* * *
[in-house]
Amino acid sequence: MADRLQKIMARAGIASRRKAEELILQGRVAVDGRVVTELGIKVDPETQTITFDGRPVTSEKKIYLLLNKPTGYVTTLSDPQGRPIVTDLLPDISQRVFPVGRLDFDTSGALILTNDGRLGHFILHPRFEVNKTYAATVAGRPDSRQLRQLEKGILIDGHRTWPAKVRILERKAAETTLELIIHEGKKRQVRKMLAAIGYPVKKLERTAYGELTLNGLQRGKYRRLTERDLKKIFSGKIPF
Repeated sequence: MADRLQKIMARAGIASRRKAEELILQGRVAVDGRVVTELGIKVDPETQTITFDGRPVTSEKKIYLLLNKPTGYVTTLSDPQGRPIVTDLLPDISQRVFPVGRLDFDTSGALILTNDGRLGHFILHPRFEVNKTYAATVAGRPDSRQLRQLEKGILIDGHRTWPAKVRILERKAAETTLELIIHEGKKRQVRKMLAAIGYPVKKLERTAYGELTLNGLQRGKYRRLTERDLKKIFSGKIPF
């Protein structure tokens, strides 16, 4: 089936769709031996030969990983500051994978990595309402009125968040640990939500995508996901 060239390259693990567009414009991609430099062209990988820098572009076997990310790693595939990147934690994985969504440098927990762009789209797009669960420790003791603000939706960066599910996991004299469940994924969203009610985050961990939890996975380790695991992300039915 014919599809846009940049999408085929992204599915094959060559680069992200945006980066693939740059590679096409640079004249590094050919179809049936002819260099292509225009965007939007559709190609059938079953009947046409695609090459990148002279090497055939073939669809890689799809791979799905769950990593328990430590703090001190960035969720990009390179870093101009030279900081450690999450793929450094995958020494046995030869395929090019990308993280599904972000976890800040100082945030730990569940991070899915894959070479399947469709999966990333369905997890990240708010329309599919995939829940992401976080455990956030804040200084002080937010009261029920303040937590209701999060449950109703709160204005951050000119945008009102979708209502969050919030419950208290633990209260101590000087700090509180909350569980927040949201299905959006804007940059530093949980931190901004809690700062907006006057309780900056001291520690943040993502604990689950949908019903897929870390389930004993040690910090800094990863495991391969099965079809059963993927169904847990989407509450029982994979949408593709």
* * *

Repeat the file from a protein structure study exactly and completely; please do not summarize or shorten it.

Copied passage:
[in-house]
Amino acid sequence: MADRLQKIMARAGIASRRKAEELILQGRVAVDGRVVTELGIKVDPETQTITFDGRPVTSEKKIYLLLNKPTGYVTTLSDPQGRPIVTDLLPDISQRVFPVGRLDFDTSGALILTNDGRLGHFILHPRFEVNKTYAATVAGRPDSRQLRQLEKGILIDGHRTWPAKVRILERKAAETTLELIIHEGKKRQVRKMLAAIGYPVKKLERTAYGELTLNGLQRGKYRRLTERDLKKIFSGKIPF
Repeated sequence: MADRLQKIMARAGIASRRKAEELILQGRVAVDGRVVTELGIKVDPETQTITFDGRPVTSEKKIYLLLNKPTGYVTTLSDPQGRPIVTDLLPDISQRVFPVGRLDFDTSGALILTNDGRLGHFILHPRFEVNKTYAATVAGRPDSRQLRQLEKGILIDGHRTWPAKVRILERKAAETTLELIIHEGKKRQVRKMLAAIGYPVKKLERTAYGELTLNGLQRGKYRRLTERDLKKIFSGKIPF
């Protein structure tokens, strides 16, 4: 089936769709031996030969990983500051994978990595309402009125968040640990939500995508996901 060239390259693990567009414009991609430099062209990988820098572009076997990310790693595939990147934690994985969504440098927990762009789209797009669960420790003791603000939706960066599910996991004299469940994924969203009610985050961990939890996975380790695991992300039915 014919599809846009940049999408085929992204599915094959060559680069992200945006980066693939740059590679096409640079004249590094050919179809049936002819260099292509225009965007939007559709190609059938079953009947046409695609090459990148002279090497055939073939669809890689799809791979799905769950990593328990430590703090001190960035969720990009390179870093101009030279900081450690999450793929450094995958020494046995030869395929090019990308993280599904972000976890800040100082945030730990569940991070899915894959070479399947469709999966990333369905997890990240708010329309599919995939829940992401976080455990956030804040200084002080937010009261029920303040937590209701999060449950109703709160204005951050000119945008009102979708209502969050919030419950208290633990209260101590000087700090509180909350569980927040949201299905959006804007940059530093949980931190901004809690700062907006006057309780900056001291520690943040993502604990689950949908019903897929870390389930004993040690910090800094990863495991391969099965079809059963993927169904847990989407509450029982994979949408593709």